32. The Help – Kathryn Stockett
I’m late to the game on this one, a chick-lit historical-ish novel that details the lives of black maids in 60's Mississippi and the white women they work for. A friend recently gave me the book, worried I was missing out on the pop culture of it all and wanting my take.
On the upside: there are some strong female characters, some actual history and a nice pace to the 600-page tome.
On the downside: Stockett is a white woman who loves to write in black voice with a heavy dialect, but never manages the same for her white characters. For a black character, “law” is substituted for “lord.” But the white characters never so much as split an infinitive.
The idea, telling the story of two black housekeepers and a young white idealist more enthralled with a career than a marriage, I think is to give us an on-the-ground look at a historically important time. There is something to be said for seeing the behind-the-scenes reactions from white and black characters – based on those in Stockett’s life growing up in Mississippi – when, say, Medger Evers is killed.
But the dialect is distracting to the point of caricature. Worse, the white woman meant to be a villain is so crudely drawn, you don’t really get a sense of *why* she has such a narrow view. Her pronouncements sound more like an aged segregationist, not a woman who grew up in the same world and time as our idealist. But there is no dimension to her beliefs. She exists as a straw man, to set up and knock down in our superiority.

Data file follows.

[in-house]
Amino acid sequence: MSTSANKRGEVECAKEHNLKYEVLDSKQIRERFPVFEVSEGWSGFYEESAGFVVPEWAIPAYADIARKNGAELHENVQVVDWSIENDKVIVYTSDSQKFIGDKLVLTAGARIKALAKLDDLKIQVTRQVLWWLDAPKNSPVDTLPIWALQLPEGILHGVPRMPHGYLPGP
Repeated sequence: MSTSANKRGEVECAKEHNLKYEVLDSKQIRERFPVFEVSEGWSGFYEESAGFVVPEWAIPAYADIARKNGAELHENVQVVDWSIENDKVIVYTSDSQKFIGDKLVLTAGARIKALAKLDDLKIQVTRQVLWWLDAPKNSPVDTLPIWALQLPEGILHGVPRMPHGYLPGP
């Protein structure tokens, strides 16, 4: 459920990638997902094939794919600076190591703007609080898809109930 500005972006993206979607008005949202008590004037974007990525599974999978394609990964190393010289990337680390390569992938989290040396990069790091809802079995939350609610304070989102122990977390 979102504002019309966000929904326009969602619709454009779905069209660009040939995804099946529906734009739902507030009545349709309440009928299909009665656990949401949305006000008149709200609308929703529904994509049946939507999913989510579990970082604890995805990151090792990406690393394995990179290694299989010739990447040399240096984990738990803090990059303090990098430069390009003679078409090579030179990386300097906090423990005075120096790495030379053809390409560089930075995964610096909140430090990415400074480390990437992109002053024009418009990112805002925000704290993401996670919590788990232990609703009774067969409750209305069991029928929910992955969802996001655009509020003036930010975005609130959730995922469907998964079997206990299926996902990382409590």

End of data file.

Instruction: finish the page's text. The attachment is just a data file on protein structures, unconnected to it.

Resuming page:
So, in the end, it’s a fast and sometimes even fun read. But there is enough to distract from what, in better hands, could have been a better story.
33. The Sweetness At The Bottom Of The Pie – Alan Bradley
Flavia de Luce is a precocious and pretentious 11-year-old girl growing up as the youngest daughter of a stiff-upper-lip widower in post-War England.
Flavia is a lonely girl who finds comfort in science and a chemistry lab in her family’s crumbling manse that is straight out of the Addams Family.
When a stranger turns up dead behind the home, her yearning for adventure and understanding of chemistry turn her into a young sleuth. She works to piece every clue and fact together to solve the murder.
If it all sounds a bit too precious, it is. Characters like Flavia exist only in books and movies. In real life, they would surely be throttled and dismissed, not embraced, for their supposed charms.
Still, a unique plot – who knew stamp collecting, magic shows and British boarding schools could be so twisty? – and careful attention to detail make for a strong mystery. Flavia is wise beyond her years but still manages to be enough of a foolish girl to keep us on our toes.
34. Devil Bones – Kathy Reichs
Two seemingly unconnected murders in Charlotte, North Carolina appear to involve Santeria, voodoo, Wicca or some other supposedly dark religion.
Thank goodness Dr. Temperence Brennan – her name alone inspires restraint – is on the case. Rather than leap to conclusions like the local politico who plays fear monger, Brennan tries to unravel how the two deaths might be connected, or not.
Along they way, we get our usual dose of upper-level forensic anthropology, a bit of gallows humor and explainers on everything from the naming of Charlotte (after a 17-year-old German royal) to male prostitution.
The mystery this time is tricky, at least given where I thought it was going, it didn’t, quite. But more than that, this is Reichs’ chance to show why people fear what they don’t know, and how that lack of understanding can create any number of bigger problems.